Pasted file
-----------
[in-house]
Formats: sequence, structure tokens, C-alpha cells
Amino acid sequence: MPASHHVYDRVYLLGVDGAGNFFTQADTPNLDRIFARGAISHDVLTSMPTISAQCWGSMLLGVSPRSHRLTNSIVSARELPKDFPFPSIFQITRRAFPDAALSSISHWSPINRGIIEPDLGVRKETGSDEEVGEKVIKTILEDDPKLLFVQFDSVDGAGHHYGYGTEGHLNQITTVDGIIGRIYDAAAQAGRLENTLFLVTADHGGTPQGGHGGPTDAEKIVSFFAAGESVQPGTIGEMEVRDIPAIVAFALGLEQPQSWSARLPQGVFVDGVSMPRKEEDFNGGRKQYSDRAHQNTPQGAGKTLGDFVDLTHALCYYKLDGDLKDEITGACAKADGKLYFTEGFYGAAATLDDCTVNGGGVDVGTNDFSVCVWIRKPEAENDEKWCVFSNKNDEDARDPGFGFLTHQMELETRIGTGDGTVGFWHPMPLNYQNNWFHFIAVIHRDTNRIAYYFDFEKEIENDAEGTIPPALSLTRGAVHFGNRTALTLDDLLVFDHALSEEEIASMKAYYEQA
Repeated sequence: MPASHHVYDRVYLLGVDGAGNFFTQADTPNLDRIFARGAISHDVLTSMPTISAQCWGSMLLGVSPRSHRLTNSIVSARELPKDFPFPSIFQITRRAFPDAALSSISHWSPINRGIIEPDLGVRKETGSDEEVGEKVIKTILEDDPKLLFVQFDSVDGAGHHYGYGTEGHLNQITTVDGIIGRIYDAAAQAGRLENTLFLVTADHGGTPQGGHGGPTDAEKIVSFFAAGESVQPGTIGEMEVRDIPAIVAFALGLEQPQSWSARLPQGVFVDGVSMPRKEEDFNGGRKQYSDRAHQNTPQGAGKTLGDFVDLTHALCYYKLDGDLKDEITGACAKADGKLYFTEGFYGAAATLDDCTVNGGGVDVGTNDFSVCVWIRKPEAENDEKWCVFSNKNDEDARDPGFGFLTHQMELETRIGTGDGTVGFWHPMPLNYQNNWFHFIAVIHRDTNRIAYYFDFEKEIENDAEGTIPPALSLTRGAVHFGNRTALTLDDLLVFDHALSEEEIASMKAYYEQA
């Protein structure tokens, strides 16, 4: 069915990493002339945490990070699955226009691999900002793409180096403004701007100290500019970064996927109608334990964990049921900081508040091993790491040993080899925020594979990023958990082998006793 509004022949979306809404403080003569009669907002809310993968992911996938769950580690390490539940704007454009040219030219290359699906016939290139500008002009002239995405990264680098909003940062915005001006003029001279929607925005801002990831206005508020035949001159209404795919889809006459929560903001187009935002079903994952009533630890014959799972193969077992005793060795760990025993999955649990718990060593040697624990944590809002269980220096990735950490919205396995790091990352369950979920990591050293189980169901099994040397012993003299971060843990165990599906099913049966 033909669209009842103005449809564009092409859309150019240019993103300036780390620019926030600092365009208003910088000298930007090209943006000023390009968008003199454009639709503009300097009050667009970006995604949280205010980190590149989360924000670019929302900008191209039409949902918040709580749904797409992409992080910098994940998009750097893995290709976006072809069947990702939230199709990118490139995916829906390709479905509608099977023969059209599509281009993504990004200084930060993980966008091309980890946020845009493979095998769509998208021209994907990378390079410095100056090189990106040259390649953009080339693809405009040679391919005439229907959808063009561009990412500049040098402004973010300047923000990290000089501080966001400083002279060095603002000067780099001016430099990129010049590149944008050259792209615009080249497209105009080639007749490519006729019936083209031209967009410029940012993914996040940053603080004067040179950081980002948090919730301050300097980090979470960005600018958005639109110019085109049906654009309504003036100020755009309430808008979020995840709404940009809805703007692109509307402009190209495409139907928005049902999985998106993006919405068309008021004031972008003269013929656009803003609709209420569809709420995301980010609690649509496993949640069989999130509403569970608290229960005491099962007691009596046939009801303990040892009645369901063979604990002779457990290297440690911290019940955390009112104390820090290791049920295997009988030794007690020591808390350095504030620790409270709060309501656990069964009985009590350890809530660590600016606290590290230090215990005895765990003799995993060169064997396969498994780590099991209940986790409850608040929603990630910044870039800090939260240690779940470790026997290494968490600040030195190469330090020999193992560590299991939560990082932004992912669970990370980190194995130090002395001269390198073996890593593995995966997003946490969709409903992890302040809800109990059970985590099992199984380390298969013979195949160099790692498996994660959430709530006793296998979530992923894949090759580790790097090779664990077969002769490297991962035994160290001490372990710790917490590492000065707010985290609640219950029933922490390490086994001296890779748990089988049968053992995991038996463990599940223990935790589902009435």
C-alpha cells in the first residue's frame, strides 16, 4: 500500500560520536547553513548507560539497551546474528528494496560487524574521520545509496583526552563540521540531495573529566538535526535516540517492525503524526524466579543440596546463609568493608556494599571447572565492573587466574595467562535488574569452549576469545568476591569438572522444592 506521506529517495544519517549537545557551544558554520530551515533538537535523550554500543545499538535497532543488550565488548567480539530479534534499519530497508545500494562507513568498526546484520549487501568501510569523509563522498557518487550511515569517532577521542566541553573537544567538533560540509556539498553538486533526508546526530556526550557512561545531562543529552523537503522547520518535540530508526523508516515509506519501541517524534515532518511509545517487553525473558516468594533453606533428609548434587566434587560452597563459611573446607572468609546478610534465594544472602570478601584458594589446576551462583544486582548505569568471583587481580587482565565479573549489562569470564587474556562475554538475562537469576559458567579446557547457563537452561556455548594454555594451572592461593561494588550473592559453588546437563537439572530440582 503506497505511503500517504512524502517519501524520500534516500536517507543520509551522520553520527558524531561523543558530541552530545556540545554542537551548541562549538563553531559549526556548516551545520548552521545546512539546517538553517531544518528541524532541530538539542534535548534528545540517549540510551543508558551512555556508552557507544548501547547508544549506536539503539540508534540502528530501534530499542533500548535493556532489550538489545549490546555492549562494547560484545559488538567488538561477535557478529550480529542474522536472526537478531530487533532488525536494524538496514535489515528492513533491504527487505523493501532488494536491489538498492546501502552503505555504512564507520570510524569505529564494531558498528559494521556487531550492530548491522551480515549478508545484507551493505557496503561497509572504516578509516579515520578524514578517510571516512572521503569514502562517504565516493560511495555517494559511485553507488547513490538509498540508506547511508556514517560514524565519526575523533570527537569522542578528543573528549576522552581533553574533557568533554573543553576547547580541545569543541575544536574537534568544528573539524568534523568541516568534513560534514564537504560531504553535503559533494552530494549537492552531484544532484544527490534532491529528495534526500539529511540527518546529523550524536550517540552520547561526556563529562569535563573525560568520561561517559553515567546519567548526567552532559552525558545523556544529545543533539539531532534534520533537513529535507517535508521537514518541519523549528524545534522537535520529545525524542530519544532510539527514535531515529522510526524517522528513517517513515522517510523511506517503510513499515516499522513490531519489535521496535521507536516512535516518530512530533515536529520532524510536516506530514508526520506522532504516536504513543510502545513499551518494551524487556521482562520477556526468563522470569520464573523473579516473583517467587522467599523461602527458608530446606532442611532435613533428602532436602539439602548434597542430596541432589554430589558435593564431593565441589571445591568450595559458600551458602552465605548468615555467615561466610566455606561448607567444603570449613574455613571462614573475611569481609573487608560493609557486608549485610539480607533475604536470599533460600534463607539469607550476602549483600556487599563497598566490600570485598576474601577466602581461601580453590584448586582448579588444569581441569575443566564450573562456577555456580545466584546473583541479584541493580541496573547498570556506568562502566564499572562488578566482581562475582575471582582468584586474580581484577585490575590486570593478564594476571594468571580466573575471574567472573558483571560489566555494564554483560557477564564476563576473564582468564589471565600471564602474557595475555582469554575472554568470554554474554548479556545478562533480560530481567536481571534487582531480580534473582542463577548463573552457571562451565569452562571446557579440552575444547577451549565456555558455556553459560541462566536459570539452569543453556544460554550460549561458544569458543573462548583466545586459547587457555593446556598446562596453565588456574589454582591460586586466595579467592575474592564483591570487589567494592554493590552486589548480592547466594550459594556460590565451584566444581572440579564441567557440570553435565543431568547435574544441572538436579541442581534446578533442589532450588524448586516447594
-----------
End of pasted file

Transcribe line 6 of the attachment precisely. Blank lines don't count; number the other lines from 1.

C-alpha cells in the first residue's frame, strides 16, 4: 500500500560520536547553513548507560539497551546474528528494496560487524574521520545509496583526552563540521540531495573529566538535526535516540517492525503524526524466579543440596546463609568493608556494599571447572565492573587466574595467562535488574569452549576469545568476591569438572522444592 506521506529517495544519517549537545557551544558554520530551515533538537535523550554500543545499538535497532543488550565488548567480539530479534534499519530497508545500494562507513568498526546484520549487501568501510569523509563522498557518487550511515569517532577521542566541553573537544567538533560540509556539498553538486533526508546526530556526550557512561545531562543529552523537503522547520518535540530508526523508516515509506519501541517524534515532518511509545517487553525473558516468594533453606533428609548434587566434587560452597563459611573446607572468609546478610534465594544472602570478601584458594589446576551462583544486582548505569568471583587481580587482565565479573549489562569470564587474556562475554538475562537469576559458567579446557547457563537452561556455548594454555594451572592461593561494588550473592559453588546437563537439572530440582 503506497505511503500517504512524502517519501524520500534516500536517507543520509551522520553520527558524531561523543558530541552530545556540545554542537551548541562549538563553531559549526556548516551545520548552521545546512539546517538553517531544518528541524532541530538539542534535548534528545540517549540510551543508558551512555556508552557507544548501547547508544549506536539503539540508534540502528530501534530499542533500548535493556532489550538489545549490546555492549562494547560484545559488538567488538561477535557478529550480529542474522536472526537478531530487533532488525536494524538496514535489515528492513533491504527487505523493501532488494536491489538498492546501502552503505555504512564507520570510524569505529564494531558498528559494521556487531550492530548491522551480515549478508545484507551493505557496503561497509572504516578509516579515520578524514578517510571516512572521503569514502562517504565516493560511495555517494559511485553507488547513490538509498540508506547511508556514517560514524565519526575523533570527537569522542578528543573528549576522552581533553574533557568533554573543553576547547580541545569543541575544536574537534568544528573539524568534523568541516568534513560534514564537504560531504553535503559533494552530494549537492552531484544532484544527490534532491529528495534526500539529511540527518546529523550524536550517540552520547561526556563529562569535563573525560568520561561517559553515567546519567548526567552532559552525558545523556544529545543533539539531532534534520533537513529535507517535508521537514518541519523549528524545534522537535520529545525524542530519544532510539527514535531515529522510526524517522528513517517513515522517510523511506517503510513499515516499522513490531519489535521496535521507536516512535516518530512530533515536529520532524510536516506530514508526520506522532504516536504513543510502545513499551518494551524487556521482562520477556526468563522470569520464573523473579516473583517467587522467599523461602527458608530446606532442611532435613533428602532436602539439602548434597542430596541432589554430589558435593564431593565441589571445591568450595559458600551458602552465605548468615555467615561466610566455606561448607567444603570449613574455613571462614573475611569481609573487608560493609557486608549485610539480607533475604536470599533460600534463607539469607550476602549483600556487599563497598566490600570485598576474601577466602581461601580453590584448586582448579588444569581441569575443566564450573562456577555456580545466584546473583541479584541493580541496573547498570556506568562502566564499572562488578566482581562475582575471582582468584586474580581484577585490575590486570593478564594476571594468571580466573575471574567472573558483571560489566555494564554483560557477564564476563576473564582468564589471565600471564602474557595475555582469554575472554568470554554474554548479556545478562533480560530481567536481571534487582531480580534473582542463577548463573552457571562451565569452562571446557579440552575444547577451549565456555558455556553459560541462566536459570539452569543453556544460554550460549561458544569458543573462548583466545586459547587457555593446556598446562596453565588456574589454582591460586586466595579467592575474592564483591570487589567494592554493590552486589548480592547466594550459594556460590565451584566444581572440579564441567557440570553435565543431568547435574544441572538436579541442581534446578533442589532450588524448586516447594